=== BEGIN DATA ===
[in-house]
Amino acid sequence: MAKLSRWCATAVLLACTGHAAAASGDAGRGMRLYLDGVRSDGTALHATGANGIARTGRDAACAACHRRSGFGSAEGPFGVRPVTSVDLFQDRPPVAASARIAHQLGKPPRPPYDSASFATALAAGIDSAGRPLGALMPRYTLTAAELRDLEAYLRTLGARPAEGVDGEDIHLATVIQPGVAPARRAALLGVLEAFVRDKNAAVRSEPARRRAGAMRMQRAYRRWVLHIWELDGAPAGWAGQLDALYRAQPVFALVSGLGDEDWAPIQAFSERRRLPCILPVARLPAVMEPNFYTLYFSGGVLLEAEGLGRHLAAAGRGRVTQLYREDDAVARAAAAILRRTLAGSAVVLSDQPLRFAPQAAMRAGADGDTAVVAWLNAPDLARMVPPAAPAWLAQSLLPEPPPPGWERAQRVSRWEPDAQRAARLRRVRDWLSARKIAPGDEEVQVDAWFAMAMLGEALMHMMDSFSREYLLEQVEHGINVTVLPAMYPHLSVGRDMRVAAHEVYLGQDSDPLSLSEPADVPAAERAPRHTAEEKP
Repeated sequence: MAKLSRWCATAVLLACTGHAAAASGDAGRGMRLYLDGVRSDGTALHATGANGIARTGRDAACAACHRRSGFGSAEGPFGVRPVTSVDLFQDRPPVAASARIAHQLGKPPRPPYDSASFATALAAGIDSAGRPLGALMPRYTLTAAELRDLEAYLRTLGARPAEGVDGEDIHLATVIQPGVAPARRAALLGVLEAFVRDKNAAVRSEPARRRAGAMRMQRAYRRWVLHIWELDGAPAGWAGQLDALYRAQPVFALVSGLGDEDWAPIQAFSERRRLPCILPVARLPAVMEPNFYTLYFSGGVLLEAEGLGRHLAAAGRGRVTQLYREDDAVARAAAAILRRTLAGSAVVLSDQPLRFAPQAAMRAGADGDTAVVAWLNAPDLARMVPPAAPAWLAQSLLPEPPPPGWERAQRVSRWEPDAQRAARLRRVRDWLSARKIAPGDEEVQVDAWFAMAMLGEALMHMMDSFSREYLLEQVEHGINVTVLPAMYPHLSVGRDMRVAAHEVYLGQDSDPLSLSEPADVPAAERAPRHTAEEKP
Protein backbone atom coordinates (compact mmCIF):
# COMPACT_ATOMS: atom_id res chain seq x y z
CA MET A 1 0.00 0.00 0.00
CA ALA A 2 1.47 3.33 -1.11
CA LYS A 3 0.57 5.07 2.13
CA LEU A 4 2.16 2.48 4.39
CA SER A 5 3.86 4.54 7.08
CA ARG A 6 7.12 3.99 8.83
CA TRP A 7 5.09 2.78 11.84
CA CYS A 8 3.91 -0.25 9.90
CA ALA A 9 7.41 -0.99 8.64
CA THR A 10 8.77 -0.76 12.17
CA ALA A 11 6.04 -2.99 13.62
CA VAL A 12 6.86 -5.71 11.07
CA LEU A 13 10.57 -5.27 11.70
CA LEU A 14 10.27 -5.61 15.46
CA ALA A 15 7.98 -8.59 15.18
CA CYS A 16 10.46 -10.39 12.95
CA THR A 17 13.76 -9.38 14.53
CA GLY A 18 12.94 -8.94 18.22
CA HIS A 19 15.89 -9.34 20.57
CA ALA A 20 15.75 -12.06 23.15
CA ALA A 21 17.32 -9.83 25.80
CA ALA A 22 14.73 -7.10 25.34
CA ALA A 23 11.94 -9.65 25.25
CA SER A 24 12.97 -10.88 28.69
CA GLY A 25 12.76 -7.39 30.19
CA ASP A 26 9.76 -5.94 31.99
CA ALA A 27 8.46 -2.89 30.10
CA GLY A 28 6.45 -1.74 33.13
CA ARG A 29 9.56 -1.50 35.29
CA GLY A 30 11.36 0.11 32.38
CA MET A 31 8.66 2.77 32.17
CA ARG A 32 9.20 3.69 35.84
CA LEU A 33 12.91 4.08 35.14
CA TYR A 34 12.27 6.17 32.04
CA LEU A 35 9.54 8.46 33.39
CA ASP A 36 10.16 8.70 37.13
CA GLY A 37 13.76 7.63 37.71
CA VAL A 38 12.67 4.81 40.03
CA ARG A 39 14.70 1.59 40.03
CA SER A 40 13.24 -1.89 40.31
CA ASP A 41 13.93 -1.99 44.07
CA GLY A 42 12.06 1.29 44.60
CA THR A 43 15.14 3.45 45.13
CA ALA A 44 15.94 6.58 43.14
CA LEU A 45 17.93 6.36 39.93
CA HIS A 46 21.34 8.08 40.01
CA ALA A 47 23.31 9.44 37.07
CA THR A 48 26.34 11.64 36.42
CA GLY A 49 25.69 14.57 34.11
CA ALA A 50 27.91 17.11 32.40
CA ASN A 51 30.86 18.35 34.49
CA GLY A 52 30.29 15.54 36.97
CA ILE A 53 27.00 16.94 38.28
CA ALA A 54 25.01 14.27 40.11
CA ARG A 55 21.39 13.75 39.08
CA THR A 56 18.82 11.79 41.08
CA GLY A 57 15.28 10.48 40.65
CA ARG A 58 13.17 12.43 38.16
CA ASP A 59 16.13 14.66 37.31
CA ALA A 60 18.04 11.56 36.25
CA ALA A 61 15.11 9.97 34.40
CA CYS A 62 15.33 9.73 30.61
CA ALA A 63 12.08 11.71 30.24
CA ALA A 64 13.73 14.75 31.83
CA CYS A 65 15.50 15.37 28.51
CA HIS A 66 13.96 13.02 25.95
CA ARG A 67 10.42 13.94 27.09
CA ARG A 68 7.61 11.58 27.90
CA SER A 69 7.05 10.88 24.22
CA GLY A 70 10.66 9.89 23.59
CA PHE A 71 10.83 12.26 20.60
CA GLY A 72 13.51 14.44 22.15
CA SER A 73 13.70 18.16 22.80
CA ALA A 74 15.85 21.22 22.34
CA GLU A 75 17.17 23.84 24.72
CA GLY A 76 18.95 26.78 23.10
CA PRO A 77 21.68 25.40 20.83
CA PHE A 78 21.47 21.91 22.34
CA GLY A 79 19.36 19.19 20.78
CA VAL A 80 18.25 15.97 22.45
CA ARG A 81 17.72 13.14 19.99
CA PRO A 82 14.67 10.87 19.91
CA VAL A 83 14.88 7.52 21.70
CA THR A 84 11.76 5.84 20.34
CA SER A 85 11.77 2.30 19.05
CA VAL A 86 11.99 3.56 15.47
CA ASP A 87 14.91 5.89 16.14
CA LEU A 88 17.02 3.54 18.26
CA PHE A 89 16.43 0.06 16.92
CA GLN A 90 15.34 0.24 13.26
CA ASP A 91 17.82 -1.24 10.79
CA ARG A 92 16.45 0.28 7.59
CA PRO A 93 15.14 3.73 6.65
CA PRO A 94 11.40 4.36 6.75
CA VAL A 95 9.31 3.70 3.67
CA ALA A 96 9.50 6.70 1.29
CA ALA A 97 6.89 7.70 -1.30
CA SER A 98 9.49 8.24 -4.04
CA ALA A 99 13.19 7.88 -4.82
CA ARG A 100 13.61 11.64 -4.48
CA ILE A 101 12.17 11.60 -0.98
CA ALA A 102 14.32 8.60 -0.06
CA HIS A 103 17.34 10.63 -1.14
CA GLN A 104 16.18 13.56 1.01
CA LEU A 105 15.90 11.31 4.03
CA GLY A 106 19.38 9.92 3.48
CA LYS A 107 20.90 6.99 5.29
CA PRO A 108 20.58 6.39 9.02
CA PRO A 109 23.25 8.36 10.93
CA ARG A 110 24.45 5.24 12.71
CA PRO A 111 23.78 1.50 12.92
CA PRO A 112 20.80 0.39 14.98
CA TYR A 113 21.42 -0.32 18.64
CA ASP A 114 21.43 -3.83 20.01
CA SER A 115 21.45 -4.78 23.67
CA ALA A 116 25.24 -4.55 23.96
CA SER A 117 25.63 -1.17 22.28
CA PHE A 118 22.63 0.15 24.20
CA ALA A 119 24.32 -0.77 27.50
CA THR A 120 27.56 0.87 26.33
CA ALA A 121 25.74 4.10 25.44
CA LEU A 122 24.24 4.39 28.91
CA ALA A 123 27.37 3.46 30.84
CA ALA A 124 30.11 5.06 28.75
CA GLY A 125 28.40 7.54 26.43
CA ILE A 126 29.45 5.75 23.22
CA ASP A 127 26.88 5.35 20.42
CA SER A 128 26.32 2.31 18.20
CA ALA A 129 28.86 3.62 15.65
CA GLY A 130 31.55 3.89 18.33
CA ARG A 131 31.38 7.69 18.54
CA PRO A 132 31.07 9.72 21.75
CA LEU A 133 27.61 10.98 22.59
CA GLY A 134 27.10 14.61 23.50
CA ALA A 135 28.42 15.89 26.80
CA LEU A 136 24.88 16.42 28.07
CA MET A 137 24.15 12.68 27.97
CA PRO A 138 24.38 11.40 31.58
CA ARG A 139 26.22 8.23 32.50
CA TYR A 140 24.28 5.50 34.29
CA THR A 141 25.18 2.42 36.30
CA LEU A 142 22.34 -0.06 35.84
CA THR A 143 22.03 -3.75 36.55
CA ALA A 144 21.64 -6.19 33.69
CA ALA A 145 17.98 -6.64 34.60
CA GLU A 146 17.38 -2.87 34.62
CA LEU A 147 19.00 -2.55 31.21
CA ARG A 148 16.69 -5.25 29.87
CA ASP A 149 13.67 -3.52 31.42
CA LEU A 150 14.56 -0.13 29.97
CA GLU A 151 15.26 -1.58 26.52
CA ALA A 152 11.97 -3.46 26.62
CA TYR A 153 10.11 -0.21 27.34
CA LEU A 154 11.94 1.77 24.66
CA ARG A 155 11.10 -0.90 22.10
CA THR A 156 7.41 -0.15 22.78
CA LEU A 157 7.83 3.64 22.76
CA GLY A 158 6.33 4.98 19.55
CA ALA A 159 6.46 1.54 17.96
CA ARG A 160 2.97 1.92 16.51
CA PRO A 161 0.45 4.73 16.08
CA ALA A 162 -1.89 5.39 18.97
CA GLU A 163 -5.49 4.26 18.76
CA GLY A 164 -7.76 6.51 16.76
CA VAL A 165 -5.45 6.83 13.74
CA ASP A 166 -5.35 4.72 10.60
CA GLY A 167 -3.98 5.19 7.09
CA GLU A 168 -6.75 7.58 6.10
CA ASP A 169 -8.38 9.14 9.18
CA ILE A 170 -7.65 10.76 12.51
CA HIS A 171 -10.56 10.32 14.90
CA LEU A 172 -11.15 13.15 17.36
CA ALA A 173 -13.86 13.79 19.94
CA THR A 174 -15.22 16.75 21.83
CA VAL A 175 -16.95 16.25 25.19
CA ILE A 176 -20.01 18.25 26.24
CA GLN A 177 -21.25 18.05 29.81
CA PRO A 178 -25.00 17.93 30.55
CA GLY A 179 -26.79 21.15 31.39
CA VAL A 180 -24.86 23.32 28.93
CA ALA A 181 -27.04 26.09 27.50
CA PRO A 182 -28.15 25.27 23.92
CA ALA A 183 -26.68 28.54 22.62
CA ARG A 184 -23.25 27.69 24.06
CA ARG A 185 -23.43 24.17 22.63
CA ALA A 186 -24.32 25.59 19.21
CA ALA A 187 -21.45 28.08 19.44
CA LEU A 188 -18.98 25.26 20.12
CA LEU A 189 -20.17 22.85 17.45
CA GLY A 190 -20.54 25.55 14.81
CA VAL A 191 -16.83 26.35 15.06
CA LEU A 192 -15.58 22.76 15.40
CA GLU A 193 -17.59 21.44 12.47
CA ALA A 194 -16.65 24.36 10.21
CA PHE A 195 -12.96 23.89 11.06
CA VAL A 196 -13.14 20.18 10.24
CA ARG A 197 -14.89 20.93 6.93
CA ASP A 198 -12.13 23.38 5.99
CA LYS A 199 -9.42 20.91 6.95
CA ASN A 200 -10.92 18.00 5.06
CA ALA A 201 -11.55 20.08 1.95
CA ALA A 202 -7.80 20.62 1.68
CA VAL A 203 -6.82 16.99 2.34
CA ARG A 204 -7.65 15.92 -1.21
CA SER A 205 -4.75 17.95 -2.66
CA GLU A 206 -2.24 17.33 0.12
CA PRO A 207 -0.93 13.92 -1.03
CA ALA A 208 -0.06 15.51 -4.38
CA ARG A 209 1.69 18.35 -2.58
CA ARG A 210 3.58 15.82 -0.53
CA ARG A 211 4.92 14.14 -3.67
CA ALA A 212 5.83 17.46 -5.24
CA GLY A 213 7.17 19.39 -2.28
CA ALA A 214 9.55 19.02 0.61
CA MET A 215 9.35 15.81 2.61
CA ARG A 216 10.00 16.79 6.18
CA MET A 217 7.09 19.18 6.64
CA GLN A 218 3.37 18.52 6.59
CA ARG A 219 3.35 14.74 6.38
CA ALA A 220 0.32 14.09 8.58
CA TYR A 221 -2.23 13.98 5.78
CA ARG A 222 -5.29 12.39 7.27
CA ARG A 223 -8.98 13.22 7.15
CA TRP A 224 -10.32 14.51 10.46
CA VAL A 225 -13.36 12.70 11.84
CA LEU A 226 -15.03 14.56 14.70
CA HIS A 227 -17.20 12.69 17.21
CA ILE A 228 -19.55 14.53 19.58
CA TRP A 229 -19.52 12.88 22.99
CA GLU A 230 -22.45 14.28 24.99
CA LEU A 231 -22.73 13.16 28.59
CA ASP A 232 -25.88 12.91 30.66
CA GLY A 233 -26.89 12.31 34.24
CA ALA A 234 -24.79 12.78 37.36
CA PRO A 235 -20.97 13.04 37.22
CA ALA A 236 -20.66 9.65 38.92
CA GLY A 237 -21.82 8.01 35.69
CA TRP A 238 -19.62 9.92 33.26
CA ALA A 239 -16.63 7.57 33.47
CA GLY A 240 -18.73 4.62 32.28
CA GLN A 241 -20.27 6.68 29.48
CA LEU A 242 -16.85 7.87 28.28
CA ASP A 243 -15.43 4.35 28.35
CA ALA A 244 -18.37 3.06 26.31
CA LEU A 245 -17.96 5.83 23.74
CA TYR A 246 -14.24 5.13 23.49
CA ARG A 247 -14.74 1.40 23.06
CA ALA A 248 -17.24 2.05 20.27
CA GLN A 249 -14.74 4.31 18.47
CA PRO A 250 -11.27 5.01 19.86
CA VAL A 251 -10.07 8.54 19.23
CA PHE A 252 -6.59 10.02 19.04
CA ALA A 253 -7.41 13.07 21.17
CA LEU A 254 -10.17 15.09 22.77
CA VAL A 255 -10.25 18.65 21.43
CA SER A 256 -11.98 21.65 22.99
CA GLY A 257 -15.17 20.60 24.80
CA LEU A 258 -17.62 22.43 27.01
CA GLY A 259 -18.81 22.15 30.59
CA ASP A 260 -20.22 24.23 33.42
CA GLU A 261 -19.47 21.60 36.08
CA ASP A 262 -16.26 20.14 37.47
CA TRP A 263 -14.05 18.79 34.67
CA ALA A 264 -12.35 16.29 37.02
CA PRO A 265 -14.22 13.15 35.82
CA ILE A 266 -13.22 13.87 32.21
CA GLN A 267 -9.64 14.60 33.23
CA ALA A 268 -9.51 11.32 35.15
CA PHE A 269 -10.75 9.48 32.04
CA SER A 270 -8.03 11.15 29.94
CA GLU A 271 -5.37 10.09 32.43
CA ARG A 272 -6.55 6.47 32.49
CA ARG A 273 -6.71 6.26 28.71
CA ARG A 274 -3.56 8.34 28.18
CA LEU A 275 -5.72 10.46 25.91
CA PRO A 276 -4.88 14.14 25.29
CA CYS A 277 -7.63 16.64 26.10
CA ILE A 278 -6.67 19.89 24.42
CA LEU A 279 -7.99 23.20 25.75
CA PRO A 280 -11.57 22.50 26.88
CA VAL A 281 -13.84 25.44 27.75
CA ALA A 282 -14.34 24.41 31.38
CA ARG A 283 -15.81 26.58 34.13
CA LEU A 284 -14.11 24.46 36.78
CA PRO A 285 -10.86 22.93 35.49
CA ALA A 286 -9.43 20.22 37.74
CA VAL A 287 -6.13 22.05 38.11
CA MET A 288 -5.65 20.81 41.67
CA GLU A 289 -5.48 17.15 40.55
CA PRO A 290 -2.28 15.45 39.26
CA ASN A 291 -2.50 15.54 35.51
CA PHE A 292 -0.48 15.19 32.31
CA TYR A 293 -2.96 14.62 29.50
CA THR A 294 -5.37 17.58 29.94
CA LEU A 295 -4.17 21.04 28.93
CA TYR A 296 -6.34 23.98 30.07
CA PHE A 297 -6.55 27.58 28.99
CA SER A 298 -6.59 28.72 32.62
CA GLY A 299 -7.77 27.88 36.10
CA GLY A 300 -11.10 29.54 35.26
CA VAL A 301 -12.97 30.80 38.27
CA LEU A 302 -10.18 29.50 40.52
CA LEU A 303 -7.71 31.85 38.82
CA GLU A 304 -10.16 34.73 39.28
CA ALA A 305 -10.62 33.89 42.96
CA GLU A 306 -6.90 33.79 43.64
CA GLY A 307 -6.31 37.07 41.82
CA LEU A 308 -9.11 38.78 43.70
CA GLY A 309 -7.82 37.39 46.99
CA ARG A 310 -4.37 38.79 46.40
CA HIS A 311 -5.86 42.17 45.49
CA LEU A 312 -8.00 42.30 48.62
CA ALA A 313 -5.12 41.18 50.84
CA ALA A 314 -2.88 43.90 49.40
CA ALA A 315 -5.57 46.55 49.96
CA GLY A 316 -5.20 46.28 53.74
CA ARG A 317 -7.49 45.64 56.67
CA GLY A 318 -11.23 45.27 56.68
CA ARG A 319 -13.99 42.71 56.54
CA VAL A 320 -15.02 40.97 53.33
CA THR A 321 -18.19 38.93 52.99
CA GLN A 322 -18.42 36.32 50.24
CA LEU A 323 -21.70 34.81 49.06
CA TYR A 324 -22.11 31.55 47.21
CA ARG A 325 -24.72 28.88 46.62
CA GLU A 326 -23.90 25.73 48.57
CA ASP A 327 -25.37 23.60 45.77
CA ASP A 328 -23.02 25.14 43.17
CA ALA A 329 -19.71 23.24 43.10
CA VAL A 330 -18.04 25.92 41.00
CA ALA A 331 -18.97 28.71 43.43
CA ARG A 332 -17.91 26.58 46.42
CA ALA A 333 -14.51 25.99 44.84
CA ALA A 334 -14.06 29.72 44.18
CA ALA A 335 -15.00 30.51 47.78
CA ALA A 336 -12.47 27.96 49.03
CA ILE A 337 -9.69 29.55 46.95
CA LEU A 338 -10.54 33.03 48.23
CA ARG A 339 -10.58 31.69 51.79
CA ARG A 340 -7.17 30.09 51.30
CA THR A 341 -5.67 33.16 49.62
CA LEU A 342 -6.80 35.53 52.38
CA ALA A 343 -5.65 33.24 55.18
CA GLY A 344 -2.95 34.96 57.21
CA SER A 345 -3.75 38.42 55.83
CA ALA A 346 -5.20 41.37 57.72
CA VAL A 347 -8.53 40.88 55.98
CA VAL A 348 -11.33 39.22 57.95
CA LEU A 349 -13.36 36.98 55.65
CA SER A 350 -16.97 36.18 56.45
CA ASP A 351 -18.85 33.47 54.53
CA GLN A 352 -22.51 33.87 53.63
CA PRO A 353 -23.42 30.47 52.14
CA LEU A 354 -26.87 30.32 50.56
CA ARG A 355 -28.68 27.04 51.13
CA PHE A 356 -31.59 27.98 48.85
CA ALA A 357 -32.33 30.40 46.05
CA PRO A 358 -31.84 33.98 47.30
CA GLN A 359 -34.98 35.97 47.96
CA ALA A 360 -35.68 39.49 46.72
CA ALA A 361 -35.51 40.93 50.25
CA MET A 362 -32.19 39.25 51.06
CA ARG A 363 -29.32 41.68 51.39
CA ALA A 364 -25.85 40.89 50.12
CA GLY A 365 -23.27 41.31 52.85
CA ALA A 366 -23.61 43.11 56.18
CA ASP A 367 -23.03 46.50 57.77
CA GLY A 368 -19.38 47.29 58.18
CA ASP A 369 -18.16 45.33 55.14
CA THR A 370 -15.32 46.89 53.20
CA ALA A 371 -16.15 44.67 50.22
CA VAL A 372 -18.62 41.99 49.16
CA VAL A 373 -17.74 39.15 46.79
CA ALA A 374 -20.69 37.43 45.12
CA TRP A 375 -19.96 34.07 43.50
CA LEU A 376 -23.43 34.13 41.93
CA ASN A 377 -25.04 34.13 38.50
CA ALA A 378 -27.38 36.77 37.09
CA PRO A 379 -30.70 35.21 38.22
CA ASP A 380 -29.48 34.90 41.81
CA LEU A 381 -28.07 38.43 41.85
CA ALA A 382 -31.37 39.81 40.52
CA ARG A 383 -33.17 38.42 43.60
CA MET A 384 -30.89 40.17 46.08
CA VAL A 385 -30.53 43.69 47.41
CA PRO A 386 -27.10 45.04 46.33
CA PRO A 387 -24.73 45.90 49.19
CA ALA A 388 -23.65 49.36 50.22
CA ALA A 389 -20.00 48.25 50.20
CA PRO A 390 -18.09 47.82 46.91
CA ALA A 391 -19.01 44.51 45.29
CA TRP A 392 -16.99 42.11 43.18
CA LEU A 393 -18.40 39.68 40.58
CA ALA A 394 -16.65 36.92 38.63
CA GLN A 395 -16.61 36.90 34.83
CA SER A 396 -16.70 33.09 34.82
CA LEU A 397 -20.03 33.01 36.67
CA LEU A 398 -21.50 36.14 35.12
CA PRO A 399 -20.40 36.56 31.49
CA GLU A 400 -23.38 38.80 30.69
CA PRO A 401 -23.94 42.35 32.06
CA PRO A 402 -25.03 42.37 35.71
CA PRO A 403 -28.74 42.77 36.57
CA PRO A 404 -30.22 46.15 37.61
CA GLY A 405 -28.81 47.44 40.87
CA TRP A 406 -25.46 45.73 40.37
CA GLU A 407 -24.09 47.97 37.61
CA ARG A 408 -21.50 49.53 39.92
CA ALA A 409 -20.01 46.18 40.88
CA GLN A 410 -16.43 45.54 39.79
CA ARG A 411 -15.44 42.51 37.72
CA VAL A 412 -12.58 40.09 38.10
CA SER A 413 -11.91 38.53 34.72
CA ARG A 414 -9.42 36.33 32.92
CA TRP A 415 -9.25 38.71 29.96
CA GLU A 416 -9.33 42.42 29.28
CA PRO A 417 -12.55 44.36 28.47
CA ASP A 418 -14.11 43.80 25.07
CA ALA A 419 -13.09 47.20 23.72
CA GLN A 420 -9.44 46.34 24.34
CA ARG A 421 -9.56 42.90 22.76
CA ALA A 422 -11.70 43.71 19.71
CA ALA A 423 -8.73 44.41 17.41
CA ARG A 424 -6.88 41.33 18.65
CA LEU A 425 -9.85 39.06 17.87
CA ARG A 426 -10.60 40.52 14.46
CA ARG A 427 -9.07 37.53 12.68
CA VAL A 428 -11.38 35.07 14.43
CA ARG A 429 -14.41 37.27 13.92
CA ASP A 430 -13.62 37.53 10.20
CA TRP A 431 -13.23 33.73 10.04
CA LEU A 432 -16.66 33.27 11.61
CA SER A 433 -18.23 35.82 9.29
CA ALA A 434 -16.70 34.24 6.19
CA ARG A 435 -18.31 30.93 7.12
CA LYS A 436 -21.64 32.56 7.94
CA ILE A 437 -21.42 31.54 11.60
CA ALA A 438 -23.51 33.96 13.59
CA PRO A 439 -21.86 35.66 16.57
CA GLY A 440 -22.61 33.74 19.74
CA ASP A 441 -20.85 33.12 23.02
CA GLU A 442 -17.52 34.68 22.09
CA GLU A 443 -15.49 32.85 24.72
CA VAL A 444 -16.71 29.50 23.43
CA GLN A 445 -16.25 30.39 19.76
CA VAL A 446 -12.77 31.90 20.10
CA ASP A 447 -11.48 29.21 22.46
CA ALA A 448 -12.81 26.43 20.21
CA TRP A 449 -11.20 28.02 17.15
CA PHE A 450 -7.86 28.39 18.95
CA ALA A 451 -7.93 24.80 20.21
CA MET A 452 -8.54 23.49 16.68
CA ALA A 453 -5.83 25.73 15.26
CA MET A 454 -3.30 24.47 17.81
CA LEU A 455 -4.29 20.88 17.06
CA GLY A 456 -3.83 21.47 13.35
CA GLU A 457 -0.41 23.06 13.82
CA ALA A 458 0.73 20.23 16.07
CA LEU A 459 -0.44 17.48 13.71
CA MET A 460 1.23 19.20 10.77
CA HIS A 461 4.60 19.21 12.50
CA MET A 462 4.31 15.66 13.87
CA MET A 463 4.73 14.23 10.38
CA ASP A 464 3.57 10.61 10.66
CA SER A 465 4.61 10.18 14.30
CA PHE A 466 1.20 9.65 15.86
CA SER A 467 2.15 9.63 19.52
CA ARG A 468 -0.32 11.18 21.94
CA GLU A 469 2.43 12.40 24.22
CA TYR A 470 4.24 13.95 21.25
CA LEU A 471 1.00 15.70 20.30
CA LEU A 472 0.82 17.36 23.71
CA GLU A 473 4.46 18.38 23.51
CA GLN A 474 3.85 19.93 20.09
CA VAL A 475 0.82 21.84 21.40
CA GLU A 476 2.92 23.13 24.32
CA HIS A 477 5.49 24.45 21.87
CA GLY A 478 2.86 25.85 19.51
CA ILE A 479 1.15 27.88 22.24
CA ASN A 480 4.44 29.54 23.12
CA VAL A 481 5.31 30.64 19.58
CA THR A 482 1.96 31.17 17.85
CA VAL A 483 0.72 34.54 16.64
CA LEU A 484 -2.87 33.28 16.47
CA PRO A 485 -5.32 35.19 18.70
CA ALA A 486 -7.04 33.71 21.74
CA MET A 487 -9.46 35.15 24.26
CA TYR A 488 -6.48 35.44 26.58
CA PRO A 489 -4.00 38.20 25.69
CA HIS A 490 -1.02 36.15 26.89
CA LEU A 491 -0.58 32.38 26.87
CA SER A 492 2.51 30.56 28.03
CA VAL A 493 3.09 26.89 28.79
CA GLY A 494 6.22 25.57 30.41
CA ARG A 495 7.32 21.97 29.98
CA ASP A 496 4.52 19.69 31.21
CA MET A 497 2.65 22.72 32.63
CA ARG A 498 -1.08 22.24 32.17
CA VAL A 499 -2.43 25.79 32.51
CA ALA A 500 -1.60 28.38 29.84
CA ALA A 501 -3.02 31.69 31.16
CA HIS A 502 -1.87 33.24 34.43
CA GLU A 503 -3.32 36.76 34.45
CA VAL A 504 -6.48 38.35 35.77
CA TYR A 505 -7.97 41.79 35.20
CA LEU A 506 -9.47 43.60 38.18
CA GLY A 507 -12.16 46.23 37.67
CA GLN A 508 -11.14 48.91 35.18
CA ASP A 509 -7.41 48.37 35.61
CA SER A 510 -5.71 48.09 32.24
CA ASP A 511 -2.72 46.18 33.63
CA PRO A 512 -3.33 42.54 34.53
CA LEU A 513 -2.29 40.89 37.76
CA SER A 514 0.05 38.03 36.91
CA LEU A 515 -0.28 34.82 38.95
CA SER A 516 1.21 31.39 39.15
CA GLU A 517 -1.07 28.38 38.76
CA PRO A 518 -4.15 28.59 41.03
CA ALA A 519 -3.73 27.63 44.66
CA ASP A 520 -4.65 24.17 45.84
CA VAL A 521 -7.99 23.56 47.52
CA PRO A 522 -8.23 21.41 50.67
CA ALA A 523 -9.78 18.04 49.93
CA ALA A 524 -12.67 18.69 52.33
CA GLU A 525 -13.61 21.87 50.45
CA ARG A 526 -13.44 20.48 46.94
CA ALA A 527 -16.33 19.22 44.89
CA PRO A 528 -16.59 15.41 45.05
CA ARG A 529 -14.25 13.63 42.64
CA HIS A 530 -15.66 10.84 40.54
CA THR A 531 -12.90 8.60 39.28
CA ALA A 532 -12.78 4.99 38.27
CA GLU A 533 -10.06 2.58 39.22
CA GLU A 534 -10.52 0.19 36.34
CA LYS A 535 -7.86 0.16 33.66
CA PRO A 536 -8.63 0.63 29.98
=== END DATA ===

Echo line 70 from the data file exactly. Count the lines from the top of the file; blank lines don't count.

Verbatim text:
CA CYS A 65 15.50 15.37 28.51